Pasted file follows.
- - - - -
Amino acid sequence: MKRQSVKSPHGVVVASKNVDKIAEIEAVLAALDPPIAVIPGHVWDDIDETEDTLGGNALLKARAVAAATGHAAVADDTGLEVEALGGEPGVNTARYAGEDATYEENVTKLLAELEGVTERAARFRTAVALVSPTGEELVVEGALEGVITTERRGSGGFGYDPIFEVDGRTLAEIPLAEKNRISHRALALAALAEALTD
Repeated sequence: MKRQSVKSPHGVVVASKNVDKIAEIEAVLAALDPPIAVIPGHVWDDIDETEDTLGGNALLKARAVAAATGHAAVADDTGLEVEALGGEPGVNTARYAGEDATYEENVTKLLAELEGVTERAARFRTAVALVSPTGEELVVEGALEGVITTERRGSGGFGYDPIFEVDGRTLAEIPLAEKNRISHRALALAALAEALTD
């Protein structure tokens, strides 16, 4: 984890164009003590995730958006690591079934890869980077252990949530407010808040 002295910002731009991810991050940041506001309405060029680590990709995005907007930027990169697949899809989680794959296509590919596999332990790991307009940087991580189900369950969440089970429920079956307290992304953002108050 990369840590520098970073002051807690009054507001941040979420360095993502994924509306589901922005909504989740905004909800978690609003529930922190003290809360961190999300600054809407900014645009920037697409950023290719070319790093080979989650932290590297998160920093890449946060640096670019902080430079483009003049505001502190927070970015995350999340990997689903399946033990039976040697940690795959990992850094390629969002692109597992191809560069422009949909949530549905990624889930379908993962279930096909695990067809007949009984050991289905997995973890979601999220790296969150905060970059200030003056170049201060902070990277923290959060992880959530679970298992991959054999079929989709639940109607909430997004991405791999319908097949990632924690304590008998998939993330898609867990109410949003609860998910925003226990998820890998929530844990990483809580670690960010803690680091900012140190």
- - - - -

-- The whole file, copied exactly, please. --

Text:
Amino acid sequence: MKRQSVKSPHGVVVASKNVDKIAEIEAVLAALDPPIAVIPGHVWDDIDETEDTLGGNALLKARAVAAATGHAAVADDTGLEVEALGGEPGVNTARYAGEDATYEENVTKLLAELEGVTERAARFRTAVALVSPTGEELVVEGALEGVITTERRGSGGFGYDPIFEVDGRTLAEIPLAEKNRISHRALALAALAEALTD
Repeated sequence: MKRQSVKSPHGVVVASKNVDKIAEIEAVLAALDPPIAVIPGHVWDDIDETEDTLGGNALLKARAVAAATGHAAVADDTGLEVEALGGEPGVNTARYAGEDATYEENVTKLLAELEGVTERAARFRTAVALVSPTGEELVVEGALEGVITTERRGSGGFGYDPIFEVDGRTLAEIPLAEKNRISHRALALAALAEALTD
């Protein structure tokens, strides 16, 4: 984890164009003590995730958006690591079934890869980077252990949530407010808040 002295910002731009991810991050940041506001309405060029680590990709995005907007930027990169697949899809989680794959296509590919596999332990790991307009940087991580189900369950969440089970429920079956307290992304953002108050 990369840590520098970073002051807690009054507001941040979420360095993502994924509306589901922005909504989740905004909800978690609003529930922190003290809360961190999300600054809407900014645009920037697409950023290719070319790093080979989650932290590297998160920093890449946060640096670019902080430079483009003049505001502190927070970015995350999340990997689903399946033990039976040697940690795959990992850094390629969002692109597992191809560069422009949909949530549905990624889930379908993962279930096909695990067809007949009984050991289905997995973890979601999220790296969150905060970059200030003056170049201060902070990277923290959060992880959530679970298992991959054999079929989709639940109607909430997004991405791999319908097949990632924690304590008998998939993330898609867990109410949003609860998910925003226990998820890998929530844990990483809580670690960010803690680091900012140190």